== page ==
If I am pregnant with a boy, then he will be unaffected as he will inherit the unaffected Y chromosome from his father.

MinkyBorage Thu 02-Oct-08 17:17:09

bigcar, thatnks, that's a good idea, do they really have an idea what you are having? I suppose at that rate, I could ask them to find out, but not tell me?? Hmmmm, something think about. Cheers for your help anyway.

runningmonkey Thu 02-Oct-08 17:27:41

Hi Minky,
The girls will only have haemophilia if you are also a carrier of the haemophilia gene.

The haemophilia gene is on the X chromosome and a recessive gene. If you are not a carrier there is no way that your daughters can have haemophilia as your non-haemophilia X chromosomes will always dominate the haemophilia x they will get from their Dad.
you could get yourself tested to see if you are a carrier if that would put your mind at rest.
Does that help? Have just been teaching my A level biology class about this so not sure if I'm making sense in written form or not!

Bubbaluv Thu 02-Oct-08 17:28:33

I think you might be confused - found this on the BUPA website
"Boys only have one X chromosome, so if your child inherits the haemophilia gene, he will have haemophilia. Girls have two X chromosomes, so if only one of these has the haemophilia gene, the other one will usually make up for it and she will not have haemophilia. Although extremely rare, girls can be affected if both the mother and father carry the haemophilia gene and both pass it on to their daughter.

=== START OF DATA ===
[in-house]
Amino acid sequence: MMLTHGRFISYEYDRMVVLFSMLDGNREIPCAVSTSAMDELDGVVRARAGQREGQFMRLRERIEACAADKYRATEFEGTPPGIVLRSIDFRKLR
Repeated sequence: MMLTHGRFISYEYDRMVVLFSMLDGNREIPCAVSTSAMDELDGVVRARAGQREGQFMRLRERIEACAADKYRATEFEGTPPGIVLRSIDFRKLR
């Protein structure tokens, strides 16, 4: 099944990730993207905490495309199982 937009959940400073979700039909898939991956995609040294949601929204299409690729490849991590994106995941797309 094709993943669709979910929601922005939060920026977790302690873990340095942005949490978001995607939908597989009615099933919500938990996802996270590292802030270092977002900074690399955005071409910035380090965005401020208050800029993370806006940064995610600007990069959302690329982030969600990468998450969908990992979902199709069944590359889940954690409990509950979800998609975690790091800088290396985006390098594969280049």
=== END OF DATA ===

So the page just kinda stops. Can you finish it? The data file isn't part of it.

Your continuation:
Girls who have the haemophilia gene on one of their X chromosomes are called carriers. The daughter of a man with haemophilia will automatically be a carrier because she will inherit the X chromosome from her father. Being a carrier means she is very unlikely to have the condition herself but could pass the gene onto her children. If the X chromosome carrying the haemophilia gene gets passed on to her child, he will have haemophilia. Their sons will have a 50 percent chance of having haemophilia and their daughters will have a 50 percent chance of being carriers.

Occasionally female carriers do have low levels of clotting factor VIII or IX and have symptoms of the condition."

Bubbaluv Thu 02-Oct-08 17:29:30

So to summarise, your girls may be carriers, but unless you are a carrier too, then they can't be symptomatic. Boys on the other hand can get it whether you have it or not.

MinkyBorage Thu 02-Oct-08 17:32:05

Thanks Bubbaluv, that's really interesting, I shall pass it on the the countries leading experts on the subject at the Haemophilia Centre at the Royal Free Hospital in London, who treat my husband. They obviously haven't got the same access to the most up to date information as you have. Also many thanks for your earlier helpful and informative post. hmm

Bubbaluv Thu 02-Oct-08 17:38:05

Piss off then!!